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    allophones should be added to the distinctive feature theory models as a method of creating a deeper analysis of the formalization of phonological rules in different languages. As confirmation of this claim, I present evidence in the form of apicolabials in the various languages of Vanuatu and how they have changed over time. Apicolabials, also more commonly known as linguo-labials, are consonants created by contracting the tip of the tongue against the upper lip. The application of…

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    Wambaugh, Martinez, McNeil, and Rogers (1999) conducted a study to replicate and expand upon the findings of the study by Wambaugh et al. (1998). They investigated response generalization and maintenance effects of SPT for trained and untrained words. Additionally, the authors attempted to determine whether SPT could result in the overgeneralization of targeted sounds to the production of untrained or previously trained phonemes (e.g., if training the production of /k/ would result in the…

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    Non-Pulmonic Consonants: Non-pulmonic consonants are consonants created without the guidance of air from the lungs. There are three types of non-pulmonic consonants: clicks, voiced implosives, and ejectives. Clicks are formed by placing two articulatory structures together and separating them rapidly. Voiced implosives are air that is inhaled to produce the desired sound. The air is used before it reaches the lungs. Ejectives are generated by upward movement of the closed glottis. Non-pulmonic…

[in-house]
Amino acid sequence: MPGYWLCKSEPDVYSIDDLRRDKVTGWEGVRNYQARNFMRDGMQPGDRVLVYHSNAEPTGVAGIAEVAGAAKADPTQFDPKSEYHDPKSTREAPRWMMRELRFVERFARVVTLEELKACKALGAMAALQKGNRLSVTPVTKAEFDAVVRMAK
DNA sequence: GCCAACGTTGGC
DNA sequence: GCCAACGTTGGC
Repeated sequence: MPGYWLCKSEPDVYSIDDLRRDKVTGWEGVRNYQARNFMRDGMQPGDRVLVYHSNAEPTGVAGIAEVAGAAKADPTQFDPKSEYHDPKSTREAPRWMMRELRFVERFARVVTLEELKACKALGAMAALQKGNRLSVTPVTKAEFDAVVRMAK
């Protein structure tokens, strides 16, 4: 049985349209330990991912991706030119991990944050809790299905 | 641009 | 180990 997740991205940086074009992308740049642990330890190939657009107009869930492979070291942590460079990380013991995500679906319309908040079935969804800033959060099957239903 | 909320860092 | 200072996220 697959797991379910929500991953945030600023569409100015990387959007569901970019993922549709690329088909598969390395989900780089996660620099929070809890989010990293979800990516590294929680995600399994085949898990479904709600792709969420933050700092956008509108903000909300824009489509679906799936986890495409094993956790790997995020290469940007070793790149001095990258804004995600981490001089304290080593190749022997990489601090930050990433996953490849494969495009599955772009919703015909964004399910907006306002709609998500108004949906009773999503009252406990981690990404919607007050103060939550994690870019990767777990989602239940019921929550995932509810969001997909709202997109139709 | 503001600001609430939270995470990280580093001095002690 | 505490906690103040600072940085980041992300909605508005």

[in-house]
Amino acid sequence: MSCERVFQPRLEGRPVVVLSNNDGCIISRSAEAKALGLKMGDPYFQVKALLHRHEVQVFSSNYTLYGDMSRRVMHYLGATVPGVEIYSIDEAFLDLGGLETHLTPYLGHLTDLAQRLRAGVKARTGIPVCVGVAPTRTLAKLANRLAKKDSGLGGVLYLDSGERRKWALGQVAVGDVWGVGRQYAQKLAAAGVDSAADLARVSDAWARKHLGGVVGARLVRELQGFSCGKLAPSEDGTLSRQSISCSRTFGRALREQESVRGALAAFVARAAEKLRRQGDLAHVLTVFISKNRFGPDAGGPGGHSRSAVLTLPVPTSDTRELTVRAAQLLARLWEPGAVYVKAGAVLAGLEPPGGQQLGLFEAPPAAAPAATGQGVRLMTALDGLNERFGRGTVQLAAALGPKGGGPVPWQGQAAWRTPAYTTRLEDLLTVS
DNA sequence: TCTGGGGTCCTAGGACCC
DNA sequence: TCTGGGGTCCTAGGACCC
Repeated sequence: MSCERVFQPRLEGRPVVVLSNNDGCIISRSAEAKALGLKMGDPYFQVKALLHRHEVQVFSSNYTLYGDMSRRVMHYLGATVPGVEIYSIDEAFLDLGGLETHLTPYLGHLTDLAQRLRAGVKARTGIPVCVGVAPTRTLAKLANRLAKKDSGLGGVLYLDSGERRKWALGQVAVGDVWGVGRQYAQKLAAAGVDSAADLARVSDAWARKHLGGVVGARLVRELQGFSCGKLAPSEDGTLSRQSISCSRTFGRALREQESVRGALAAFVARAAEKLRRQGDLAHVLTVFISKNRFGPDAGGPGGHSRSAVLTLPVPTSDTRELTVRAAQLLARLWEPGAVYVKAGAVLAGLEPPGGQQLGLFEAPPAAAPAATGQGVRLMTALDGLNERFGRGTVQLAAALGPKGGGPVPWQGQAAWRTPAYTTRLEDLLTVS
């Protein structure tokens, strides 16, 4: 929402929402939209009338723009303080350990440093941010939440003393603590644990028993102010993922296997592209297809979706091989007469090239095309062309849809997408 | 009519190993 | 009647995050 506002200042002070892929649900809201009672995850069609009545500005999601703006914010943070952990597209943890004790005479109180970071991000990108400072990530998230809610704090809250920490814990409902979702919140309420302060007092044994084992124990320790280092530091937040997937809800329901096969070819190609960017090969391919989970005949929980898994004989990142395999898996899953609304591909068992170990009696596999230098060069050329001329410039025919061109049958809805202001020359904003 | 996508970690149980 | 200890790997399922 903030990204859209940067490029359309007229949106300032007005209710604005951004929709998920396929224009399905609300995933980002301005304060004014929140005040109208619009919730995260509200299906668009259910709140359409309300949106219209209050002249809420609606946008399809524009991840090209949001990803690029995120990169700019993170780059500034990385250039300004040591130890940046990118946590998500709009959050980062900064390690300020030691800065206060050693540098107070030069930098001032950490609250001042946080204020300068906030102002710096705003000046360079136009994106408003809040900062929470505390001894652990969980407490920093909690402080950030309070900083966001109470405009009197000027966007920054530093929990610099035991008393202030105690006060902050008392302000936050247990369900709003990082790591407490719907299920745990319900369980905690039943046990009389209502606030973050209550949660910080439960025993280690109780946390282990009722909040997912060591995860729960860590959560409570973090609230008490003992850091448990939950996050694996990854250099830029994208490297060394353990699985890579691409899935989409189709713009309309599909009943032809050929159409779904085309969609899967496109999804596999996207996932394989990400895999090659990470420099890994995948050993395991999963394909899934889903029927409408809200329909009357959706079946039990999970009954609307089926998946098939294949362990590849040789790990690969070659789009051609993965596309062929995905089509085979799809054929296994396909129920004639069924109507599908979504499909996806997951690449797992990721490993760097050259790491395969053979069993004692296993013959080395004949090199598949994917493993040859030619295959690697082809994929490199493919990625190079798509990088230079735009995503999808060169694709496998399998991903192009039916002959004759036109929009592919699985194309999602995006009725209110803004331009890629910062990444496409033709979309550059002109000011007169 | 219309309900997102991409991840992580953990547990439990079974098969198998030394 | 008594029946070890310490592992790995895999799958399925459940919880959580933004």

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    `Pronunciation Syllabus TESL 566 Fall 2016 Carson-Newman University Introduction I Am an Arab student, and also an English teacher in my country, here in Saudi Arabia. I thought that it was important to chip in at a few talking shortcomings of KSA understudies. Along these lines, I chose to pick my friend Amjed Albalawi as my objective understudy. Amjed Albalawi is 22 years of age, and has a one year and four-month tyke. He has…

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    Barriers In America